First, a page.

Would red flag gun laws make Minnesota safer? Experts say more research needed
Updated: 1:00 p.m.
Gov. Tim Walz and many of his fellow Democrats in the Legislature are pushing for a new law that would allow judges to temporarily take guns away from people who pose a risk to themselves or others.
Supporters say it's common sense to have a path to petition the court system to temporarily take away firearms from people deemed likely to hurt themselves or others.
“This is a multifaceted problem with multifaceted solutions,” said Maggiy Emery, who leads Protect Minnesota, a coalition of several groups working to prevent gun violence.
“There's never going to be one policy that ends all gun deaths in Minnesota in one fell swoop,” Emery said. “But I think anything that we can do to save any life, even if this policy saves only one life next year, it's still going to be worth it.”
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Emery and other supporters are convinced extreme risk protection orders, commonly called a red flag law, would help reduce gun deaths, especially deaths by suicide.
“Those deaths make up the vast majority of lives that we lose to gun violence,” Emery said.
Opponents say taking a person’s firearms because they might use them for harm is unconstitutional. Rob Doar, the senior vice president of the Minnesota Gun Owners Caucus, also disputed the claim red flag laws reduce deaths by suicide.
“Not a single state that's passed red flag laws has seen a reduction in suicide rate, which is often a claim that's been made,” Doar said.
Early research may suggest the laws are having an effect. Jennifer Paruk at Michigan State University's School of Criminal Justice studies extreme risk protection orders, known as ERPOs.
“Researchers have found that ERPOs are being used when there is a risk of suicide, and there is a small body of evidence to suggest that ERPOs may reduce firearm suicide,” Paruk said. “However, more research is definitely needed.”
Paruk said there is also early evidence extreme risk protection orders could help prevent mass shootings.
She and other researchers examined circumstances behind all such orders filed in a half dozen states.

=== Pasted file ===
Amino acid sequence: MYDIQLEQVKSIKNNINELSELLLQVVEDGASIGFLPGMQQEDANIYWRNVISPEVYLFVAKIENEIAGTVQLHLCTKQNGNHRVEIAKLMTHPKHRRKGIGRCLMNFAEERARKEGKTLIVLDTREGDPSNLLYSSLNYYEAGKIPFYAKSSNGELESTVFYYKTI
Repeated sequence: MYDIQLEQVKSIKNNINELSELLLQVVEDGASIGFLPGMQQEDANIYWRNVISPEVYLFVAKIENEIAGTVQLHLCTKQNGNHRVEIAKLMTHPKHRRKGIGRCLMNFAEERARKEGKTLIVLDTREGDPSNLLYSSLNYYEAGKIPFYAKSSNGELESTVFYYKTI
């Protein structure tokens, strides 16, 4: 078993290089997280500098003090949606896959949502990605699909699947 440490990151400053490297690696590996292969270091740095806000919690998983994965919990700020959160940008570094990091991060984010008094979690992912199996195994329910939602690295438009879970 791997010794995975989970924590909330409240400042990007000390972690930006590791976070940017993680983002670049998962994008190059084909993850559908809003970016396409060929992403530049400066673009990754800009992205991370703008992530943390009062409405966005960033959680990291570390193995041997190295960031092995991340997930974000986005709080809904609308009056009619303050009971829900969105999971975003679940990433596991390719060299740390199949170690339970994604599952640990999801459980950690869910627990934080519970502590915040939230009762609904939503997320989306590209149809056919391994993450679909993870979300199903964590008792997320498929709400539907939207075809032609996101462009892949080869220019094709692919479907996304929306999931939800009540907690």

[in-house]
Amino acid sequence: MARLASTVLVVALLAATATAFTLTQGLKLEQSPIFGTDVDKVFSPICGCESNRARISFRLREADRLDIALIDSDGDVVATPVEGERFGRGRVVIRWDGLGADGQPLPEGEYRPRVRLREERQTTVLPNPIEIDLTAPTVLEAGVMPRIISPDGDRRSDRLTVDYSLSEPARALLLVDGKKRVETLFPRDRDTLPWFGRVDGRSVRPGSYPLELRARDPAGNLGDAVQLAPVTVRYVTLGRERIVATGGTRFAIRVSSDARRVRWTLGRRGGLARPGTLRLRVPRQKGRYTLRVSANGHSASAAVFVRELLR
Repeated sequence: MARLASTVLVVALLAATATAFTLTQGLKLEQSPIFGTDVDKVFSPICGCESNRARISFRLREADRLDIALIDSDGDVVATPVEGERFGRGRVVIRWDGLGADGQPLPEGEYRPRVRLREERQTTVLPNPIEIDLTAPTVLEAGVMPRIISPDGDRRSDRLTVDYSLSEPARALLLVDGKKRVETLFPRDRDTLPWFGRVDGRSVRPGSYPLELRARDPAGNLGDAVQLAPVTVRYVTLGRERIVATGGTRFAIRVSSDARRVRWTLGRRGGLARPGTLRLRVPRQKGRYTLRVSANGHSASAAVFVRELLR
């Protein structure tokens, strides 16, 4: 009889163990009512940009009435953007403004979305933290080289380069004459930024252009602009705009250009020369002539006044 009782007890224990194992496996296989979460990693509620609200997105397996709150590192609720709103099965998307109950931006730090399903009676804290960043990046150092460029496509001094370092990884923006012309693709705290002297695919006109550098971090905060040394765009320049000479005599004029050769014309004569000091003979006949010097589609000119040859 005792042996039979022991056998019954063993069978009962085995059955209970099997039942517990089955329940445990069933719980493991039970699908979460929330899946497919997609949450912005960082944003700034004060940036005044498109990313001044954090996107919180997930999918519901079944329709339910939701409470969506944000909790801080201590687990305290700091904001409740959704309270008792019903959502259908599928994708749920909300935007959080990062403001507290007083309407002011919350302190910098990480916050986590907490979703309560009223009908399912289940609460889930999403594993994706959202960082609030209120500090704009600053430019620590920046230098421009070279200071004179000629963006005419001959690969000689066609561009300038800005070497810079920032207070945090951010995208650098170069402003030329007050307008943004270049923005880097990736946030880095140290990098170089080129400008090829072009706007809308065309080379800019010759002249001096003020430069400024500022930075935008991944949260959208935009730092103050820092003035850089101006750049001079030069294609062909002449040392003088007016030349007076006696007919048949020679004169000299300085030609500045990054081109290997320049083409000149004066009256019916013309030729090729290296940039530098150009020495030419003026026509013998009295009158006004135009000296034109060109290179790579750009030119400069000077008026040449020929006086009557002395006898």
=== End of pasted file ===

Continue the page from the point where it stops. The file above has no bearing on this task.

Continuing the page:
“We found that almost 10 percent of ERPOs are being filed after mass shooting threats,” Paruk said. “Mass shooters sometimes tell someone about their plans, giving an opportunity for intervention.”
Still, law enforcement in Minnesota is divided on extreme risk protection orders.
The Minnesota Sheriffs’ Association, which represents elected sheriffs from the state’s 87 counties, is neutral on the proposal.
“We struggle with it,” said Tim Leslie, a lobbyist for the group, adding, “I don't necessarily disagree with some of the logic. But again, I'm representing 87 and 87 have different opinions.”
The Minnesota Association of Police Chiefs has backed passage of a red flag law for several years.
“If someone's in a mental health crisis then we should try to separate them from their firearms,” said Jeff Potts, who leads that organization. The 30-year law enforcement veteran buys the “common sense” argument for the orders.
While a major argument against red flag laws revolves around claims they are unconstitutional, Hamline University professor David Shultz said those claims are unfounded.
“It's either a dog whistle or some kind of urban myth. Or let's just be generous and say maybe a misunderstanding of the Constitution,” said Schultz.
Think of extreme risk protection orders, Schultz said, in the context of a restraining order or a civil commitment. Courts have upheld those moves, although the Supreme Court has never considered a red flag law.
Even without conclusive evidence that the laws are effective, states are moving forward. Nineteen states and the District of Columbia have passed red flag laws. Minnesota is among 13 other states considering them.
Until recently Congress blocked federal funding for gun violence research. But that changed a few years ago.
Andrew Morral, who researches gun violence at the Rand Corporation, said numerous studies underway could help determine whether red flag laws are effective.
“The federal government didn't fund research in a systematic way on these kinds of questions until 2019,” Morral said. “I do expect that we're going to be learning a lot more soon.”
Correction (May 2, 2023): This story has been updated to clarify that David Shultz is a professor at Hamline University.